We arrived to MIA at dawn on Friday 14th and had almost 7 hours to kill before we boarded our flight to the Dominican Republic in the early afternoon. Some of us tried to sleep on the airport floor (like myself) to make up for lost sleep, but mostly we read, ate, walked around and just killed time until our flight.
We arrived to the coastal northern town of Puerto Plata in the Dominican Republic 2 hours after departing MIA. One of the first lessons in mission work and humility happened at the DR customs.
Given that we had such a large amount of luggage in our possession, not surprisingly, the DR customs stopped to check us. I was told by the crew that depending on the country they visit, if they have an active working relationship, their customs usually lets them through without a problem, but given DR was the first time for this group, we were stopped and methodically checked for our contents.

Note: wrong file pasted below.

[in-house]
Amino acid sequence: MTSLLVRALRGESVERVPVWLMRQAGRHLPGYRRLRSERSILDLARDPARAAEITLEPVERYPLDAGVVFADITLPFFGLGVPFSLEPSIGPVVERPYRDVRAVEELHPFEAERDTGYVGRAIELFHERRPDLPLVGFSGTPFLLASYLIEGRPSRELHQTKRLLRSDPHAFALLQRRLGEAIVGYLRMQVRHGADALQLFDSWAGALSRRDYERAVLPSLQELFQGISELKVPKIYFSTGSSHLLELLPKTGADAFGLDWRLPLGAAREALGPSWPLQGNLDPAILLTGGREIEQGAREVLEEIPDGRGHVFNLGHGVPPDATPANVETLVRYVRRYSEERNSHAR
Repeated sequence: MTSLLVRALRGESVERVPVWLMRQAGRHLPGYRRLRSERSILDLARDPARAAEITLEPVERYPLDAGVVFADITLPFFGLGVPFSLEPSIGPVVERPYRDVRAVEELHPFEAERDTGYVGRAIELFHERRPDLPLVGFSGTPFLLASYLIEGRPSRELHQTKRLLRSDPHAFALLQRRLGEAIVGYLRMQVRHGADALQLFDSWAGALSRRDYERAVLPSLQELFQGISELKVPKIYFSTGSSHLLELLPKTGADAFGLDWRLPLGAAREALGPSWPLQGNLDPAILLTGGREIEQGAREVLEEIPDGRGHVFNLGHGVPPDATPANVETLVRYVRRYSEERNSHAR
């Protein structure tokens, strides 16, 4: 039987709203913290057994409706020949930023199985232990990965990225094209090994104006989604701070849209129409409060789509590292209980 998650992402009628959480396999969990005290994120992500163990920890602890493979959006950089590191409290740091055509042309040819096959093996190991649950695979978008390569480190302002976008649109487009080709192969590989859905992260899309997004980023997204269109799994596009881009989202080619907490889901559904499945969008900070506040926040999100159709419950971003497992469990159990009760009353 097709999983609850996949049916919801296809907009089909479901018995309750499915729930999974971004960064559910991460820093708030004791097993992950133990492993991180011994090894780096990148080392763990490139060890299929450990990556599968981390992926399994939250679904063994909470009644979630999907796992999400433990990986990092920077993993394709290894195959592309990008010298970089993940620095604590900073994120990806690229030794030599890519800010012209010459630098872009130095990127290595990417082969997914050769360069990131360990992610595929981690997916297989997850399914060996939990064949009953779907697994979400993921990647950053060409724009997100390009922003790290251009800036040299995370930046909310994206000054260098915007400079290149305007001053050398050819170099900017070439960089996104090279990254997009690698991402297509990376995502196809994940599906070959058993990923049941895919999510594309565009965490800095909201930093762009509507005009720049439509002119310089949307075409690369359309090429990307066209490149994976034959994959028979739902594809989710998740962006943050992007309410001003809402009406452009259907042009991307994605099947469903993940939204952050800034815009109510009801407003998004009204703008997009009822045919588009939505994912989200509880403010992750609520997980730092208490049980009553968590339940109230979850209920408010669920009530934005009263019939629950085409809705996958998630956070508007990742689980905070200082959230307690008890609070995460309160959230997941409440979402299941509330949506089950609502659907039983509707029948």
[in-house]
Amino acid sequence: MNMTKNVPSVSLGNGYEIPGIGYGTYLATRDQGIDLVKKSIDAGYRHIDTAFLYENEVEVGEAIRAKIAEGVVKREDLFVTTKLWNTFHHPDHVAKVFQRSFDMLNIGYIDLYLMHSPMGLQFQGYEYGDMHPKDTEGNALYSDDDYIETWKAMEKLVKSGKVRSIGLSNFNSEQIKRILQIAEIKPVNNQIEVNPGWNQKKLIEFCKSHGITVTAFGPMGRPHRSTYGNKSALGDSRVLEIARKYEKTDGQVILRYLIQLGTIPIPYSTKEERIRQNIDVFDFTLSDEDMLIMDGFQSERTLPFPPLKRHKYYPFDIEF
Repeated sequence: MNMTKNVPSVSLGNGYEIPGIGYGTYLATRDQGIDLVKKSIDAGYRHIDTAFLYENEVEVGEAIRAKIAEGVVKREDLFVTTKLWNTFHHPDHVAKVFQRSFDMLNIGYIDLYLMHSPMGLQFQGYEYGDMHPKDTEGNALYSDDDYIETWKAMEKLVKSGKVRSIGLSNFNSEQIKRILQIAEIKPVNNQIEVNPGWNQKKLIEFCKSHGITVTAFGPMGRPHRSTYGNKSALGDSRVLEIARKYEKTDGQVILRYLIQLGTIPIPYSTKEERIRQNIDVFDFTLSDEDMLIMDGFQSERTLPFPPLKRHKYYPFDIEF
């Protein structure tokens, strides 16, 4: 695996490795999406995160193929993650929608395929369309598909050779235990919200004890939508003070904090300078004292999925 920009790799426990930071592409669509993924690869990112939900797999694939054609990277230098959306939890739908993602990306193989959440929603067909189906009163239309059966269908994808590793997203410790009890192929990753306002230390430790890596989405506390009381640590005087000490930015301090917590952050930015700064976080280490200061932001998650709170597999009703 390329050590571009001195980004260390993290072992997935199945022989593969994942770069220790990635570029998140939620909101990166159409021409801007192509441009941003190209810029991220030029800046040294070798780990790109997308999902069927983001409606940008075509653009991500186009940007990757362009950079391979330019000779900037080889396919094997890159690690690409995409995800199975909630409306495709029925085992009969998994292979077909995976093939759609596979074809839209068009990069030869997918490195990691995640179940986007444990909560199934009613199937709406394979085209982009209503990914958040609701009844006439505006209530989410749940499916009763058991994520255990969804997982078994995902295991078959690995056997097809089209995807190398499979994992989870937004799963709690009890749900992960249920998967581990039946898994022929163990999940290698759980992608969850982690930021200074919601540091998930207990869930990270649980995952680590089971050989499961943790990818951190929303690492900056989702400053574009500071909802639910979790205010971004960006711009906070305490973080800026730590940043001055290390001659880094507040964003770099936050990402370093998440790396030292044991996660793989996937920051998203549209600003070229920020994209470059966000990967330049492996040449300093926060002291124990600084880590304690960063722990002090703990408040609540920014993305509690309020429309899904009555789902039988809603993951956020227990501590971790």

What turned out was that about 1/5 of the medications we had brought with us were expired (but only by a couple months). Now, don’t be shocked by this. Expired medication actually is effective by up to 6 months after the expiration date, and purchasing expired medication is cheaper than non-expired medicine. Given that these medications were going to be dispensed and consumed within a two-week’s time, it was a cost-effective decision to purchase some expired medicine.